After the Titanic tragedy in 1912, a group of North American and European nations established the International Ice Patrol (IIP) to prevent any further incidents. The IIP utilizes data collected from satellites, radar and airplanes to furnish critical information to the maritime community regarding the location of icebergs and safe detours to steer clear of them.
IIP information is vital to an industry of ice management contractors who are hired by oil companies to keep watch over their oil rig platforms. An estimated 20,000 to 40,000 icebergs a year — massive portions of Greenland glaciers — ride with the current into the North Atlantic, where they become potential dangers to oil installations off Newfoundland's coast. The ice management contractors keep a close eye on bergs in the general vicinity of oil rig structures. When an iceberg is identified as an immediate threat, it is then towed out of the area by the contractors, using specialized anchors handling tug supply vessels.
These contractors use towropes eight inches in diameter and up to 1/4 mile long to tow the immense icebergs. The towrope is attached to a buoy and the tug vessel circles the iceberg, while care is taken to keep a distance of 650 feet or so from the berg. Once the roping is complete, the rope is then attached to a tow cable. Between 1/2 and 3/4 of a mile of space is kept between the vessel and the iceberg to avoid a catastrophe if the iceberg flips over during the operation. If an iceberg flips during towing, it can slice through the boat, as well as cause rough seas due to the waves generated after it falls. Towing an iceberg can take up to 72 hours, as the boat needs in the neighborhood of ten hours to reach a speed of just one nautical mile (6076 feet) per hour.
6Paint Drying Watcher
Watching paint dry sounds like the most boring job in the world, but it's actually a lot more fascinating than you'd think.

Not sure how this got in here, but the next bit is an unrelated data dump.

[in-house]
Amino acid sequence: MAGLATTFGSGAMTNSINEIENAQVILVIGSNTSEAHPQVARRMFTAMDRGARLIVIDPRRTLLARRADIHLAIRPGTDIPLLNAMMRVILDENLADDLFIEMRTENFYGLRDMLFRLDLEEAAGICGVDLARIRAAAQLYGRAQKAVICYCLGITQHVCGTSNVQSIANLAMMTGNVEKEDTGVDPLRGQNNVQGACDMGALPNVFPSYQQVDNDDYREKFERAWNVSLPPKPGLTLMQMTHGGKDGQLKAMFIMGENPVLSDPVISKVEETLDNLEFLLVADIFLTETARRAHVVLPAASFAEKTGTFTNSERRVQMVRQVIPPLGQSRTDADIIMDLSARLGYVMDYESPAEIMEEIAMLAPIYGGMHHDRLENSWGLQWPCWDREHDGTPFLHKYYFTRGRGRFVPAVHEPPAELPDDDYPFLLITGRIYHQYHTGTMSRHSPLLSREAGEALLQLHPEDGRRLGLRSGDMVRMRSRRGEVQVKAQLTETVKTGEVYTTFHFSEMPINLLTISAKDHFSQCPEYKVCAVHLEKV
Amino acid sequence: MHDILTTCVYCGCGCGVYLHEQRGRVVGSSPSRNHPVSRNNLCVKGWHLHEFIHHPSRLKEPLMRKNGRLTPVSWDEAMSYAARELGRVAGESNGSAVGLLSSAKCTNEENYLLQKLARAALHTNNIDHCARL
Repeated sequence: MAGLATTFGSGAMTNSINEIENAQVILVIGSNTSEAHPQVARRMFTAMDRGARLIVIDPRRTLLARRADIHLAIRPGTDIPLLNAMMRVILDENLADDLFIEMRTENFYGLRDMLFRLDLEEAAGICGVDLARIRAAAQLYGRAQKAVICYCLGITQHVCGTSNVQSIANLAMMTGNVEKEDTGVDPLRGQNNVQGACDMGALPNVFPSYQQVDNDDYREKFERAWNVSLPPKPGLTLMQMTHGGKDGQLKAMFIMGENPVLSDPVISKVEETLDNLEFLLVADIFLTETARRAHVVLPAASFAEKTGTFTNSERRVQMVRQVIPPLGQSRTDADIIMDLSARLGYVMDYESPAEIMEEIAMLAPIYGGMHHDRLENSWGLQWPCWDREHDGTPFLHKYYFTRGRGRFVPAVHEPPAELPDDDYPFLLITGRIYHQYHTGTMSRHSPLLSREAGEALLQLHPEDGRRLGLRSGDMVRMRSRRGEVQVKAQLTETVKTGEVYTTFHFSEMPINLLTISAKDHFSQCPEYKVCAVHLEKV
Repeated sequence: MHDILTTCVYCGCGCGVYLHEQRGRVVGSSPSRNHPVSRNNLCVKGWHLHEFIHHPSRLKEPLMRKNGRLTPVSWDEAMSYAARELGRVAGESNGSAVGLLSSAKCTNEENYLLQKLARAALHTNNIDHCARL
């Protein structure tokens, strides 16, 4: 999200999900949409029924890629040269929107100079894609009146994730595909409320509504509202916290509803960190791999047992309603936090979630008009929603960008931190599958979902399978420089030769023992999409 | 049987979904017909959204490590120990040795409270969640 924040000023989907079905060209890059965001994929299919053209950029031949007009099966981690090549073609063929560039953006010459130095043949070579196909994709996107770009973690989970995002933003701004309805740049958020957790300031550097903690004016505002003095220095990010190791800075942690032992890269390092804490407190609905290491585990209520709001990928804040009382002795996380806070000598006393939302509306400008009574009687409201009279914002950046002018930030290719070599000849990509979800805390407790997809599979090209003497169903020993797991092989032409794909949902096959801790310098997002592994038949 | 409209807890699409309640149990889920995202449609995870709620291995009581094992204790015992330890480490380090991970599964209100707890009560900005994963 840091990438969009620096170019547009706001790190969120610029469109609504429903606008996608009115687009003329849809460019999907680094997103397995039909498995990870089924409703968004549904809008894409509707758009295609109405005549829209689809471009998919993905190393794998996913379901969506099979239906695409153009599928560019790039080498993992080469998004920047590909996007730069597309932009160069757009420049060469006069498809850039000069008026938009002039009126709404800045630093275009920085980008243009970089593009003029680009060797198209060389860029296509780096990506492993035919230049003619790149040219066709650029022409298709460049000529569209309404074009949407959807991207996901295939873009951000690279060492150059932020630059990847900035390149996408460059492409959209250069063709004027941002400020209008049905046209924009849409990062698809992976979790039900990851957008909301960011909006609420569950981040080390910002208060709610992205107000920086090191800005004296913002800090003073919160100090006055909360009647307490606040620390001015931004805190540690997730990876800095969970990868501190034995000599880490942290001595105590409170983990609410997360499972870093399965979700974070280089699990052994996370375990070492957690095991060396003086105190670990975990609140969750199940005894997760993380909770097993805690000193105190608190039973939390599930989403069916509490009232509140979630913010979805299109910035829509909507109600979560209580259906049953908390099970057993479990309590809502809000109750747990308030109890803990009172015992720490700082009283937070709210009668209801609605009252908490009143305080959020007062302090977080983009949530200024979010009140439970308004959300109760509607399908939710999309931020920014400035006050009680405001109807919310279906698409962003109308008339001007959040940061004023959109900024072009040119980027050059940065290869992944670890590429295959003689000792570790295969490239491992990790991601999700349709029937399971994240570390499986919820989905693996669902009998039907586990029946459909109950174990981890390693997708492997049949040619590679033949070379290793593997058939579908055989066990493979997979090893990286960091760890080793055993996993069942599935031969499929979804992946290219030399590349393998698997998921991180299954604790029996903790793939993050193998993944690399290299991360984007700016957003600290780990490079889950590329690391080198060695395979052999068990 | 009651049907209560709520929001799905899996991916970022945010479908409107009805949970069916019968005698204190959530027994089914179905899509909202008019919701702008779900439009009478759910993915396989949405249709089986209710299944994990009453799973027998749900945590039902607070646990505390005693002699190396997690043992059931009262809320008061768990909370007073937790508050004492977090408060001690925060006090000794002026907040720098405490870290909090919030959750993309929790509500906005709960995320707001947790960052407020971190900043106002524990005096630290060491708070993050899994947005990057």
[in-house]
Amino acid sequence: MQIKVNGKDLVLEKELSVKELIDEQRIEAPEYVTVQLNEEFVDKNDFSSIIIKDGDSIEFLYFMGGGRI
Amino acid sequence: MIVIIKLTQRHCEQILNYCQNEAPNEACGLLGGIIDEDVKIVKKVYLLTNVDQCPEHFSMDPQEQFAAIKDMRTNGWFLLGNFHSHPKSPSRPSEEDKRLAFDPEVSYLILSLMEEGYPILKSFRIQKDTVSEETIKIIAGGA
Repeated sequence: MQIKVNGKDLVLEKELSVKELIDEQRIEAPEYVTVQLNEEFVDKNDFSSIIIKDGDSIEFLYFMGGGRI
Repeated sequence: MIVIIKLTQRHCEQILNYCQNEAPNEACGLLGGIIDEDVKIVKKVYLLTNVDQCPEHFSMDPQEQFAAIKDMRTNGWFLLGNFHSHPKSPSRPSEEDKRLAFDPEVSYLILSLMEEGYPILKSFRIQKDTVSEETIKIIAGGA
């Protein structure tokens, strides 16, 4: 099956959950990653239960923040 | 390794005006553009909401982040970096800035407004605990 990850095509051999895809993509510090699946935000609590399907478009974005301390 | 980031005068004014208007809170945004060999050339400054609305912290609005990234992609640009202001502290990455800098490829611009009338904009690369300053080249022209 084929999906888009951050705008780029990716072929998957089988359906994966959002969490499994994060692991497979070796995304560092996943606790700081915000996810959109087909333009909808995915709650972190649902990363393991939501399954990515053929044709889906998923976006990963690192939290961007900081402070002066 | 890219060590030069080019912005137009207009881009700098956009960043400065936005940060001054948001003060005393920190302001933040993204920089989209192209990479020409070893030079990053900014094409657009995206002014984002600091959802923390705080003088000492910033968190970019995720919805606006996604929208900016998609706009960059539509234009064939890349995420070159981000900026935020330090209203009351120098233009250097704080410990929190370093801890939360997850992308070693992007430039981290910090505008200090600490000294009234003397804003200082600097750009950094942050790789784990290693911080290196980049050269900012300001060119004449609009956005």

For the past four years, Dr. Thomas Curwen has been working for the international paint company Dulux, watching paint dry. And the kind of stuff he looks at on a daily basis is really quite mind-blowing.
34-year-old Curwen is a research scientist from Twyford, Berkshire. His full time job involves carefully observing the changing colors and particles of paint as it dries – both on walls as well as under a microscope. It's a pretty important job, because it ensures that the paints are durable and do not fall off at the slightest touch.
Usually, it's the drivers who help out hitchhikers by offering them a ride, but in Indonesia's capital city, it's the other way around. Professional hitchhikers get paid to ride in complete strangers' cars and help them reach their destination faster.
The world's sixth largest metropolis, Jakarta has a population of over 30 million and around 20 million registered cars. Unfortunately, its infrastructure is far less advanced than that of other large cities like New York, Tokyo or Singapore, which means traffic is terrible. In order to ease jams, authorities have created “Three in One” zones which can only be accessed by vehicles carrying at least three passengers. The measure was successful to some extent, only it also spawned a whole new industry – professional hitchhiking.
Every morning, poor Indonesians from the outskirts of Jakarta can be seen lining the sidewalks near entry points to Three in One zones, offering themselves to commuters in a hurry.
In a country where most people live on less than a dollar a day, these professional hitchhikers can earn up to $7.50 for a few hours of pretending to be someone's employee, son or friend. Picking up hitchhikers to access forbidden areas of Jakarta is illegal, so the jockeys have to help the drivers stopped by policemen convince them they actually know each other. Mothers with babies as young as two months have an advantage over the competition because they count as two people and take up less space, but clean clothes and an overall tidy appearance also give jockeys an edge.